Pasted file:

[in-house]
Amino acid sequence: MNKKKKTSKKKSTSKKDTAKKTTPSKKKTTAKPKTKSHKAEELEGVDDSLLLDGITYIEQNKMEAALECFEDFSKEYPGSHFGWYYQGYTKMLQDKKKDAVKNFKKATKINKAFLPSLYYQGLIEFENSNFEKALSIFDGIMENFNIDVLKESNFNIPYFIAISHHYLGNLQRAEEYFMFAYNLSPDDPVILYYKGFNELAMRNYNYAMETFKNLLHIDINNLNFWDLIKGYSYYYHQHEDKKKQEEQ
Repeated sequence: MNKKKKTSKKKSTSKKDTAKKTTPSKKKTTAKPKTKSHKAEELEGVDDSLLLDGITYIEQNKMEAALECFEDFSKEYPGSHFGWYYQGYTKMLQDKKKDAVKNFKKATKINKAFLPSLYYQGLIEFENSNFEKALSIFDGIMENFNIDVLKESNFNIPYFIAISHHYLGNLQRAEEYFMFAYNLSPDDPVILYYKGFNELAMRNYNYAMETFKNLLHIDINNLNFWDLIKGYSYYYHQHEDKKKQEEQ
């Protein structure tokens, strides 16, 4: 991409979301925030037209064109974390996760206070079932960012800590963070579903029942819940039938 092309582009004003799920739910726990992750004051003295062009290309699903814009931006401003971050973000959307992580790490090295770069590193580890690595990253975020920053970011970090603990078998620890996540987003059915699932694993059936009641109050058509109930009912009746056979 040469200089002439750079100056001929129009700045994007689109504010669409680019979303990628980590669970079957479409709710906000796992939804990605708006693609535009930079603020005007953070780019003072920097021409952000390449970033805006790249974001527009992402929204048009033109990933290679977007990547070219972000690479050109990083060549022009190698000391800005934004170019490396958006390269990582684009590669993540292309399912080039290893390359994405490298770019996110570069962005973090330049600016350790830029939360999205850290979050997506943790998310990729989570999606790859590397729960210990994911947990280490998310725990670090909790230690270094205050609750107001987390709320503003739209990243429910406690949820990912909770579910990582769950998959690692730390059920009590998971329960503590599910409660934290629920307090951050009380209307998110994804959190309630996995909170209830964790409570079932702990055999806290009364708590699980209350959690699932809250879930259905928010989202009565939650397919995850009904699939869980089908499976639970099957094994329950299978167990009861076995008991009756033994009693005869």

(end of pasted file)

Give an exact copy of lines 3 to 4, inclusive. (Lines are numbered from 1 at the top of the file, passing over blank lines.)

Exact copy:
Repeated sequence: MNKKKKTSKKKSTSKKDTAKKTTPSKKKTTAKPKTKSHKAEELEGVDDSLLLDGITYIEQNKMEAALECFEDFSKEYPGSHFGWYYQGYTKMLQDKKKDAVKNFKKATKINKAFLPSLYYQGLIEFENSNFEKALSIFDGIMENFNIDVLKESNFNIPYFIAISHHYLGNLQRAEEYFMFAYNLSPDDPVILYYKGFNELAMRNYNYAMETFKNLLHIDINNLNFWDLIKGYSYYYHQHEDKKKQEEQ
């Protein structure tokens, strides 16, 4: 991409979301925030037209064109974390996760206070079932960012800590963070579903029942819940039938 092309582009004003799920739910726990992750004051003295062009290309699903814009931006401003971050973000959307992580790490090295770069590193580890690595990253975020920053970011970090603990078998620890996540987003059915699932694993059936009641109050058509109930009912009746056979 040469200089002439750079100056001929129009700045994007689109504010669409680019979303990628980590669970079957479409709710906000796992939804990605708006693609535009930079603020005007953070780019003072920097021409952000390449970033805006790249974001527009992402929204048009033109990933290679977007990547070219972000690479050109990083060549022009190698000391800005934004170019490396958006390269990582684009590669993540292309399912080039290893390359994405490298770019996110570069962005973090330049600016350790830029939360999205850290979050997506943790998310990729989570999606790859590397729960210990994911947990280490998310725990670090909790230690270094205050609750107001987390709320503003739209990243429910406690949820990912909770579910990582769950998959690692730390059920009590998971329960503590599910409660934290629920307090951050009380209307998110994804959190309630996995909170209830964790409570079932702990055999806290009364708590699980209350959690699932809250879930259905928010989202009565939650397919995850009904699939869980089908499976639970099957094994329950299978167990009861076995008991009756033994009693005869």